Though I can't remember ever having used any Aurora Audio gear, I have heard of Geoff Tanner, the brilliant tech who left Neve to pursue his own Class A preamp designs. Fellow friend and engineer Craig Liviach, while outfitting his crazy and formidable home studio, recently purchased a 10-channel Aurora Sidecar for (mostly) recording drums in his living room. Craig had booked me for three weeks in June to help track a project, and during preproduction discussions he could not stop talking about how great the Aurora preamps were. After checking out the company's website, I was immediately drawn to the Aurora Audio Stinger - one of the coolest-looking pieces of analog gear I have seen in a long time. Craig immediately put me in touch with Alan at Aurora, who graciously shipped a Stinger out for our tracking session. 

When I first looked at the Stinger's indigo blue, sturdy steel chassis, with its dark red controls, single long-throw fader, and abundant connectivity, I had to scratch my head a little. Is it a DI? A mic preamp? A re-amp box? An EQ? Some kind of cool overdrive channel? Wait — is it two channels? There's a lot going on, but suffice it to say, the Stinger is all of these. To put it succinctly, it's a discrete Class A mic preamp, DI, and 3-band equalizer, and it includes a second instrument DI channel that offers an optional overdrive color effect. 

The Stinger's Class A preamp has a fantastic '70s vibe, and it sounded great on everything I threw at it in the last two months. Favorites include: guitar amps (wow!), acoustic guitars, vocals, snare drums (WOW!!!), bass cabs, saxophone, and so on. Though visually, its chassis style, color, and controls liken it to a Neve 1073 aesthetic, I found the Stinger to be more open sonically and less gritty in character — with oodles of headroom. Though overworking the preamp and pulling back the output on the fader really creates some cool harmonic grunginess.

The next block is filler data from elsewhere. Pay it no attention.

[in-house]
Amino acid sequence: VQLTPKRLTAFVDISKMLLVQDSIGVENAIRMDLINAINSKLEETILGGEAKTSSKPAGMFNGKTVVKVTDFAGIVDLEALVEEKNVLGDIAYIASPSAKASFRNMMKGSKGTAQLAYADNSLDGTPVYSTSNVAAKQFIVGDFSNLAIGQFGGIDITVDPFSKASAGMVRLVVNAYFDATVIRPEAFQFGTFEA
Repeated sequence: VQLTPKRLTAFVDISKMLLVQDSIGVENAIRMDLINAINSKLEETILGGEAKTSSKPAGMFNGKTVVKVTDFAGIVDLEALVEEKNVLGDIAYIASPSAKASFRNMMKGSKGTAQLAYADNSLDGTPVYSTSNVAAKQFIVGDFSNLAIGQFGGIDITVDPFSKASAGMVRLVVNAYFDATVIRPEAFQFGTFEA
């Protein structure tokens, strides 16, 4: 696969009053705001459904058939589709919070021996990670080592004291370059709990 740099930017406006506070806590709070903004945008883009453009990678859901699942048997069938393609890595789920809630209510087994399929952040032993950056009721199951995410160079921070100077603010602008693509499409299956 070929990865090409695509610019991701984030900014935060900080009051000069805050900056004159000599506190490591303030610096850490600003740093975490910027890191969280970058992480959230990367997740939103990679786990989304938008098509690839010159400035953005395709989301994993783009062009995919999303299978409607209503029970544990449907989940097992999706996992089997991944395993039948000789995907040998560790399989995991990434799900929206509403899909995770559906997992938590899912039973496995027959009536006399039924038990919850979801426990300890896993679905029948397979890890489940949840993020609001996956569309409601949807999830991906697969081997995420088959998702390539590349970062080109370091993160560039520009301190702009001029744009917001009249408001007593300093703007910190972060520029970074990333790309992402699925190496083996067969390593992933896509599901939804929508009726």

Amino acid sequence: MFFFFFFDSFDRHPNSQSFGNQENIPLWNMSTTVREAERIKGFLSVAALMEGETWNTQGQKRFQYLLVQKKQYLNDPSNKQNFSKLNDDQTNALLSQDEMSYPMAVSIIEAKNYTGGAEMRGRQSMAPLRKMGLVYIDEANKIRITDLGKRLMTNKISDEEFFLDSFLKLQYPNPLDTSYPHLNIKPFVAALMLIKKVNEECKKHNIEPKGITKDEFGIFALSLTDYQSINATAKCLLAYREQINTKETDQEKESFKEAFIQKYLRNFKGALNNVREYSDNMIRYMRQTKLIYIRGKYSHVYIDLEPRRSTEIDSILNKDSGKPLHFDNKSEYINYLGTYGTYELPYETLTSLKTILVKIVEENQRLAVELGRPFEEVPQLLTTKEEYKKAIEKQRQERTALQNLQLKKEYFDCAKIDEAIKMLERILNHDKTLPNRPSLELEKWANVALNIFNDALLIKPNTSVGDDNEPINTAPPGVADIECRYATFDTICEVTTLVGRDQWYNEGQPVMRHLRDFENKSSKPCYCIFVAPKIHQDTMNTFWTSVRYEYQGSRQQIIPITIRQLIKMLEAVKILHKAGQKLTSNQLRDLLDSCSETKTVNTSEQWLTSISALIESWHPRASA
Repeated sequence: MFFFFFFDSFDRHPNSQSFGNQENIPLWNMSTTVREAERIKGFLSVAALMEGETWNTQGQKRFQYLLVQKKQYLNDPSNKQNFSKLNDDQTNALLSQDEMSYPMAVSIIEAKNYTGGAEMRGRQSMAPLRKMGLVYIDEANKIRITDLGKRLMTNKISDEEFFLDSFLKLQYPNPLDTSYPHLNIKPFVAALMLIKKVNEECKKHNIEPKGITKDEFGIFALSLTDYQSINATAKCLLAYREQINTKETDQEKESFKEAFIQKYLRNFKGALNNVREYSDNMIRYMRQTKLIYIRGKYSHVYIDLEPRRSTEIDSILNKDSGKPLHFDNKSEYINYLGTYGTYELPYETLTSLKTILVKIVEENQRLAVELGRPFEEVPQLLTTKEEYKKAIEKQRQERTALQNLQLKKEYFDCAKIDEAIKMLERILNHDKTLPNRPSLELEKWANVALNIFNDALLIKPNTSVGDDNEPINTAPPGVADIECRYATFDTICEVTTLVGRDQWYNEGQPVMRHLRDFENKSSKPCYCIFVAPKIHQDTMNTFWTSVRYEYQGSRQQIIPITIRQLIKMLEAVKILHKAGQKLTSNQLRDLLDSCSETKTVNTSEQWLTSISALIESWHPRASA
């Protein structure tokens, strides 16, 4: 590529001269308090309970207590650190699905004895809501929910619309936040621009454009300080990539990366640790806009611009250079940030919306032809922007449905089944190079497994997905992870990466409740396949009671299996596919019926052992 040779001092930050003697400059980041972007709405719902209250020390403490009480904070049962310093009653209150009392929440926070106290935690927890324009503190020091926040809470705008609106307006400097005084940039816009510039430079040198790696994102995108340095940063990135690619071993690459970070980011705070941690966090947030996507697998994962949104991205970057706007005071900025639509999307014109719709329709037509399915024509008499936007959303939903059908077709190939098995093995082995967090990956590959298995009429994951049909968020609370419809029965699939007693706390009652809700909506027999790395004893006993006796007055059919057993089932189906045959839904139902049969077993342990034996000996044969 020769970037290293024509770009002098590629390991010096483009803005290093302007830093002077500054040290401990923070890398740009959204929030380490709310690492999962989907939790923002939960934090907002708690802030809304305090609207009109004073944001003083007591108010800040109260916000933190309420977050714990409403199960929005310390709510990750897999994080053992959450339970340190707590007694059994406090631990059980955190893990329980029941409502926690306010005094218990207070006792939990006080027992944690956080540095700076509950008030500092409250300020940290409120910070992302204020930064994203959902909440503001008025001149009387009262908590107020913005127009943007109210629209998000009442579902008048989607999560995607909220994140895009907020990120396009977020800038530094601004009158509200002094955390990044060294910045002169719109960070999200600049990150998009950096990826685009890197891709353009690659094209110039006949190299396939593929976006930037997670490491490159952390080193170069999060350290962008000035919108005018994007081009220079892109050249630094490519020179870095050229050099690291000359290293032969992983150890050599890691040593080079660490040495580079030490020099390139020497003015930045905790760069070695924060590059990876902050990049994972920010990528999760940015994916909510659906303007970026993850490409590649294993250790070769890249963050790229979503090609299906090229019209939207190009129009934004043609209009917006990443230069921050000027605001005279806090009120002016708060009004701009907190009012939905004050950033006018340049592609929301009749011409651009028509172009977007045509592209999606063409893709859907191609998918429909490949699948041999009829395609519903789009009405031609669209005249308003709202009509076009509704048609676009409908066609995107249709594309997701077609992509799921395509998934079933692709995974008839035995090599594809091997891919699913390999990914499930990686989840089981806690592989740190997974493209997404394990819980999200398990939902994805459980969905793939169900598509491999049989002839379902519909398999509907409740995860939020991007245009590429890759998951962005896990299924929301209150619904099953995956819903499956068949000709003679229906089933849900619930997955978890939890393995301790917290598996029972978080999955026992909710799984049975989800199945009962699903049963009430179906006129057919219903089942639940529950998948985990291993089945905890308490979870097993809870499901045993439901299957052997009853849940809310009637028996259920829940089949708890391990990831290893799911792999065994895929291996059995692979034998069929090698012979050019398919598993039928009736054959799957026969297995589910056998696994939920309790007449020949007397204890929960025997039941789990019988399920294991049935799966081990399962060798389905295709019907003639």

Tied to the preamp/DI channel are a high-pass filter (80 Hz) and a bypassable three-band EQ (12 kHz high shelf; 80 Hz low shelf; 400 Hz, 1.6 kHz, or 3.2 kHz selectable midrange). The knobs for boost/cut (±16 dB) are detented. There's also a 100 mm fader with a 20-segment LED meter that's switchable from pre to post-fader. The Stinger's chassis shape really mimics a console channel, and I can't think of another standalone preamp that offers a full vertical fader with this kind of feel. Sitting on my desktop, right next to my mouse, I can easily ride the fader during vocal takes — so intuitive and natural! 

The Stinger's second instrument DI channel has a different character than the mic preamp side, and it's nothing short of pristine. Very, very clean. According to Aurora, this DI channel was really built with bass guitar in mind. It includes an FX Overdrive that "woolies up" the path in a super-grungy way and seems to place the bass "just right" in a rock mix. Perfectly law- abiding bass players will try to steal this from the studio! With the FX Overdrive circuit bypassed, electric guitars and keyboards sounded equally good, but I prefer the overdrive on lower- frequency source material. It's definitely one of those effects where you'll know immediately if it's working or not. It can be really cool on LFOs, doubly cool on TR-808s, fuzzy/psych cool on an electric guitar's high-output bridge pickup (like a P-90), and not as cool on a Telecaster's single-coil bright pickups. 

It sounds amazing, looks really cool on your desk, and is built like a vintage console. What else? The Stinger's main preamp channel and second instrument DI channel are independent circuit paths that have multiple I/O options. On the Stinger's front panel, both DI inputs have parallel thru outputs. 

On the Stinger's back panel, its preamp channel offers a balanced XLR mic/line input, a balanced XLR output, and an unbalanced (great for re-amping) instrument output. The second instrument DI channel offers a balanced XLR output and an unbalanced instrument output. The Stinger becomes infinitely more flexible when you entertain the possibilities of plugging the output of one circuit into another while using amps and effects pedals. Wrap this around your head: From the unbalanced instrument output of a vocal being recorded on the main preamp channel, plug into the DI of the second instrument DI channel, and distort the vocal to your liking, while recording both channels at the same time. Or try putting some stompboxes inline between the preamp's instrument output and the second DI input, and feed the Stinger a pre-recorded track from your DAW, effectively turning your stompboxes into outboard effects for mixing. The scenarios are endless. 

The Stinger is a stellar preamp, DI, and EQ. But more than that, its ingenious architecture and flexible I/O demonstrate Aurora Audio's brilliance in taking classic designs and assembling them into a product that fosters creativity within modern (or even unconventional) workflows. 

Tape Op is a bi-monthly magazine devoted to the art of record making.

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